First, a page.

In B. Maguire & E. Lord (eds.), Weighing Reasons
. Oxford University Press. pp. 213-240 (2016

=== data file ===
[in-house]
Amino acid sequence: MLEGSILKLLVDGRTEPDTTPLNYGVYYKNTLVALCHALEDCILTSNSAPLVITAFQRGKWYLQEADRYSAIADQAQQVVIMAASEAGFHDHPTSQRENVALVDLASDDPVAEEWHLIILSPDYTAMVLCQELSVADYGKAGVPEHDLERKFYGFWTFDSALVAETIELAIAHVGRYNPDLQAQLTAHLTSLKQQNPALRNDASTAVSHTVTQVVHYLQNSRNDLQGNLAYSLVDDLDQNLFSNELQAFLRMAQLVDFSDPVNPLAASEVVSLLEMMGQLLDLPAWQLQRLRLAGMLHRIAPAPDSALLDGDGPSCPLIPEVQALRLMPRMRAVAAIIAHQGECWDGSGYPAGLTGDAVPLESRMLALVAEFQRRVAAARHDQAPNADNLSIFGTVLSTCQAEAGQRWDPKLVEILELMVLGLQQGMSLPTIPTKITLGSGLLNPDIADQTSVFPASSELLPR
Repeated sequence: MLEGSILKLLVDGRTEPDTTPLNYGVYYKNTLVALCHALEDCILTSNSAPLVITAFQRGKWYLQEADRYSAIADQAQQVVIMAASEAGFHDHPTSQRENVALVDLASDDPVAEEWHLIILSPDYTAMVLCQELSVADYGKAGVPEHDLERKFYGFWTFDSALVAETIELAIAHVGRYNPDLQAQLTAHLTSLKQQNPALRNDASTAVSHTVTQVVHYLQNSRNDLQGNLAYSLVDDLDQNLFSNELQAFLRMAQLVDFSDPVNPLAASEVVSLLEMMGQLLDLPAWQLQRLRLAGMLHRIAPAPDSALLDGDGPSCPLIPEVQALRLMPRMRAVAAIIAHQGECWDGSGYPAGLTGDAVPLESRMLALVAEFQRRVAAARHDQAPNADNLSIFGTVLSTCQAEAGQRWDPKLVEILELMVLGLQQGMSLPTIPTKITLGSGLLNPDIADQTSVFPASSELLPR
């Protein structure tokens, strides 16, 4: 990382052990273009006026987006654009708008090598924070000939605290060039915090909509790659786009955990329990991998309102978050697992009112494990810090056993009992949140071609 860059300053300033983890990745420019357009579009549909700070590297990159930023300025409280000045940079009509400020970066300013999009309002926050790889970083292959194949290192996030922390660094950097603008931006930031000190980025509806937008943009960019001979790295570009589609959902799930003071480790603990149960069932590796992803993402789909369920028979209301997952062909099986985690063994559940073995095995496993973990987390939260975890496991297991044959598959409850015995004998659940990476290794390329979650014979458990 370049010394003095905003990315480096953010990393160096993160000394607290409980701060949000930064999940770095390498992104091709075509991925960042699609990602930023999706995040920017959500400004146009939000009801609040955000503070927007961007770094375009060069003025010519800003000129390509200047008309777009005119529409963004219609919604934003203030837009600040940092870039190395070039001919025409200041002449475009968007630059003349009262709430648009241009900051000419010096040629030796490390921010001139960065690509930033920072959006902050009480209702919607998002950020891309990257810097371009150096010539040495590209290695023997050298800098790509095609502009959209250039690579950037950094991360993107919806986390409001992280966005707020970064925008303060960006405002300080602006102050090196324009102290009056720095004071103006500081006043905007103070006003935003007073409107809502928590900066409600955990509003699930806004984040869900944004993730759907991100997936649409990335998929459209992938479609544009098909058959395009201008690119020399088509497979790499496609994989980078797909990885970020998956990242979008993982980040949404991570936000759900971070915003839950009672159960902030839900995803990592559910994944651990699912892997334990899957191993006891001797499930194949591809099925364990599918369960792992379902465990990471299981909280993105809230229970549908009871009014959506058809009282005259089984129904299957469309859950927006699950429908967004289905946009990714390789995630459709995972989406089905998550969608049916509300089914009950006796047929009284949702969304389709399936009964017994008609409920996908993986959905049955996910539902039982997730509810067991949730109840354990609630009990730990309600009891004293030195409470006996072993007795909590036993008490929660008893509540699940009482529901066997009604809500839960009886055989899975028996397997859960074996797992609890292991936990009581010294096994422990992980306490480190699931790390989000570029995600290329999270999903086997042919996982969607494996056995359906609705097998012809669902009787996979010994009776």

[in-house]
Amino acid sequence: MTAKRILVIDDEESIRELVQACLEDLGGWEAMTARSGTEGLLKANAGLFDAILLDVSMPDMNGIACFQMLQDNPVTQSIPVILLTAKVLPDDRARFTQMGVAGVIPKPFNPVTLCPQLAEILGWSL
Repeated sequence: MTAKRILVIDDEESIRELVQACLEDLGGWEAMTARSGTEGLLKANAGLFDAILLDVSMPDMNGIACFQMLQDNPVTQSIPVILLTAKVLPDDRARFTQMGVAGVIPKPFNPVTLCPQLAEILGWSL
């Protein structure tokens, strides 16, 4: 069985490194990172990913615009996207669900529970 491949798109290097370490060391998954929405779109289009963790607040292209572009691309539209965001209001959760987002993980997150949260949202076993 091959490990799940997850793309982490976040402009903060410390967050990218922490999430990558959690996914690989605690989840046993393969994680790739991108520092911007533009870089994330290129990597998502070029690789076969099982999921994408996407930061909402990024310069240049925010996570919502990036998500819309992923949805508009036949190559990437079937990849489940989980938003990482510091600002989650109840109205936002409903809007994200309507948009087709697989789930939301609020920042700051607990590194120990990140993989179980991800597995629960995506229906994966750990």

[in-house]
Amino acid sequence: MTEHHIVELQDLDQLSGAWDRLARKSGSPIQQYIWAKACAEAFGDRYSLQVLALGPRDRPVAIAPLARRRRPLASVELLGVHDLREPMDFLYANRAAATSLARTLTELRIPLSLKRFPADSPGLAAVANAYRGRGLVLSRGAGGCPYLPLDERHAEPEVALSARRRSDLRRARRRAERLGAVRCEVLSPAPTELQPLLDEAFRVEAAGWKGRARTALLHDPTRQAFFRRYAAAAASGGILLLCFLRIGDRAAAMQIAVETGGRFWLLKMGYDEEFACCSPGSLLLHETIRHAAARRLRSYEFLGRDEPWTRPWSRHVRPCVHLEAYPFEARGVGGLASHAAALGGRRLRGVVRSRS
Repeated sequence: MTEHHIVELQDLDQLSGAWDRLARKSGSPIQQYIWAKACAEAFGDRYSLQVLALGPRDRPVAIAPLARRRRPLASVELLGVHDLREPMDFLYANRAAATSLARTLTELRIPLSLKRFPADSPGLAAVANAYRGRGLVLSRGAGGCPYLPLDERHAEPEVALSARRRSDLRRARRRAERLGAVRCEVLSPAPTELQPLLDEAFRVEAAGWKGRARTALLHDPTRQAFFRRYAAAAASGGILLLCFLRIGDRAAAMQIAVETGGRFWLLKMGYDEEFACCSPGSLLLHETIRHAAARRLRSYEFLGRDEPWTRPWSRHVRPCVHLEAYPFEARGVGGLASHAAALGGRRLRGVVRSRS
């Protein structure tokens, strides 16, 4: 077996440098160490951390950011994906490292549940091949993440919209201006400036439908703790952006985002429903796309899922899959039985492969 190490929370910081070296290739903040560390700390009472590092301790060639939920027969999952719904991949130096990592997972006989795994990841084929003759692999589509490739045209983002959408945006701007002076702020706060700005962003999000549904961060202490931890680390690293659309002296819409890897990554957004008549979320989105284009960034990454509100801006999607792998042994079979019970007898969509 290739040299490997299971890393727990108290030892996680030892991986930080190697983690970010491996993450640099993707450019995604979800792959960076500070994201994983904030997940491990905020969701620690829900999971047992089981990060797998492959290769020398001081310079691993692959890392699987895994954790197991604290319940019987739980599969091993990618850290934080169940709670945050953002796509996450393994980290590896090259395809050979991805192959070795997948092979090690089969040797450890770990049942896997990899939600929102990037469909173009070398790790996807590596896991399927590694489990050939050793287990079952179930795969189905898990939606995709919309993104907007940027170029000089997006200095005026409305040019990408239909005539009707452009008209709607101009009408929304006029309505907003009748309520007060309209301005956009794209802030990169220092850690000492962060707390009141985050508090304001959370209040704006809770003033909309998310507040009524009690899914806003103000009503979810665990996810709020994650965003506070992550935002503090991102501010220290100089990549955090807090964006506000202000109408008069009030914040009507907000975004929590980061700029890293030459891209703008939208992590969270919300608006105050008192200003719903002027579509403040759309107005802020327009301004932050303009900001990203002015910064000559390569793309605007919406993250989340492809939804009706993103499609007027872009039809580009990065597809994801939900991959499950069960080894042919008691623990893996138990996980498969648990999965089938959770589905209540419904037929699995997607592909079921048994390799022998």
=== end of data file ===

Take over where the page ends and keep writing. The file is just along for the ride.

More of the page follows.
What, normatively speaking, are the grounds of rational choice? This paper defends ‘comparativism’, the view that a comparative fact grounds rational choice. It examines three of the most serious challenges to comparativism: 1) that sometimes what grounds rational choice is an exclusionary-type relation among alternatives; 2) that an absolute fact such as that it’s your duty or conforms to the Categorial Imperative grounds rational choice; and 3) that rational choice between incomparables is possible, and in particular, all that is needed for the possibility of rational choice is that one alternative is not worse than the others. Each challenge is questioned. If comparativism is correct, then no matter what normative theory you favor, your answer to the question, ‘What makes my choice rational?’ must be comparative in form. In this way, comparativism provides a framework for normative theorizing.